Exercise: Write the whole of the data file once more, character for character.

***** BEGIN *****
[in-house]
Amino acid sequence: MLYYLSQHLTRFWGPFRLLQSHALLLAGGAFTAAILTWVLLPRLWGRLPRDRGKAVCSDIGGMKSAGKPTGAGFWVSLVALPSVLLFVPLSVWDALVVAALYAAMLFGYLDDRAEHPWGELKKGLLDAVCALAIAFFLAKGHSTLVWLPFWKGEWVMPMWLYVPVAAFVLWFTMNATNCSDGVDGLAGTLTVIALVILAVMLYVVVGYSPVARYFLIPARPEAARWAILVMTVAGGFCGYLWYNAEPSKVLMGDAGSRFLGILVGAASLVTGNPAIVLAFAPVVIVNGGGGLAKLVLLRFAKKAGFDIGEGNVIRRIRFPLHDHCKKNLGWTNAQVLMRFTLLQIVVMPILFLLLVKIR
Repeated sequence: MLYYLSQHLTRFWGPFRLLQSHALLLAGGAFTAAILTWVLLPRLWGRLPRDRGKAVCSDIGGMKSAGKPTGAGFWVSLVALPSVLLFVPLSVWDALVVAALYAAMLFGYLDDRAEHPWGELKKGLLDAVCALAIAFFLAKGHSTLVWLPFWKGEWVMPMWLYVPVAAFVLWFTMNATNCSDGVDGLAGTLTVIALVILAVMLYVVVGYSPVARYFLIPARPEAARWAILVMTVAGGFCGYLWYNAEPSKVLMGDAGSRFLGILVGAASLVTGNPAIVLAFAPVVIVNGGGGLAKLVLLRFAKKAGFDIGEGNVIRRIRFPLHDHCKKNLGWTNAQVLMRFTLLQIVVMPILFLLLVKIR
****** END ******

[in-house]
Amino acid sequence: MLYYLSQHLTRFWGPFRLLQSHALLLAGGAFTAAILTWVLLPRLWGRLPRDRGKAVCSDIGGMKSAGKPTGAGFWVSLVALPSVLLFVPLSVWDALVVAALYAAMLFGYLDDRAEHPWGELKKGLLDAVCALAIAFFLAKGHSTLVWLPFWKGEWVMPMWLYVPVAAFVLWFTMNATNCSDGVDGLAGTLTVIALVILAVMLYVVVGYSPVARYFLIPARPEAARWAILVMTVAGGFCGYLWYNAEPSKVLMGDAGSRFLGILVGAASLVTGNPAIVLAFAPVVIVNGGGGLAKLVLLRFAKKAGFDIGEGNVIRRIRFPLHDHCKKNLGWTNAQVLMRFTLLQIVVMPILFLLLVKIR
Repeated sequence: MLYYLSQHLTRFWGPFRLLQSHALLLAGGAFTAAILTWVLLPRLWGRLPRDRGKAVCSDIGGMKSAGKPTGAGFWVSLVALPSVLLFVPLSVWDALVVAALYAAMLFGYLDDRAEHPWGELKKGLLDAVCALAIAFFLAKGHSTLVWLPFWKGEWVMPMWLYVPVAAFVLWFTMNATNCSDGVDGLAGTLTVIALVILAVMLYVVVGYSPVARYFLIPARPEAARWAILVMTVAGGFCGYLWYNAEPSKVLMGDAGSRFLGILVGAASLVTGNPAIVLAFAPVVIVNGGGGLAKLVLLRFAKKAGFDIGEGNVIRRIRFPLHDHCKKNLGWTNAQVLMRFTLLQIVVMPILFLLLVKIR